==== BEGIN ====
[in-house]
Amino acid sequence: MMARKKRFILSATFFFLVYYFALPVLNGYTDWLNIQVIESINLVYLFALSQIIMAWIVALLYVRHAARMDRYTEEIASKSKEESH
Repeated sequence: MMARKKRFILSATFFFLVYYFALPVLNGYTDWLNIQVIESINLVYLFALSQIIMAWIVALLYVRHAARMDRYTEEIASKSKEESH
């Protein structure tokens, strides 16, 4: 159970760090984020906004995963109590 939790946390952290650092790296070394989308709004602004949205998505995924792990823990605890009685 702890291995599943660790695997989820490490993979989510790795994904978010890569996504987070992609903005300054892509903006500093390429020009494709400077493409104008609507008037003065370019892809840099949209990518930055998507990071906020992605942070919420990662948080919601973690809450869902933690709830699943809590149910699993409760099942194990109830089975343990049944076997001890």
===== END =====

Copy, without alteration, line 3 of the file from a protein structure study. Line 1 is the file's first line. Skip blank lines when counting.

Repeated sequence: MMARKKRFILSATFFFLVYYFALPVLNGYTDWLNIQVIESINLVYLFALSQIIMAWIVALLYVRHAARMDRYTEEIASKSKEESH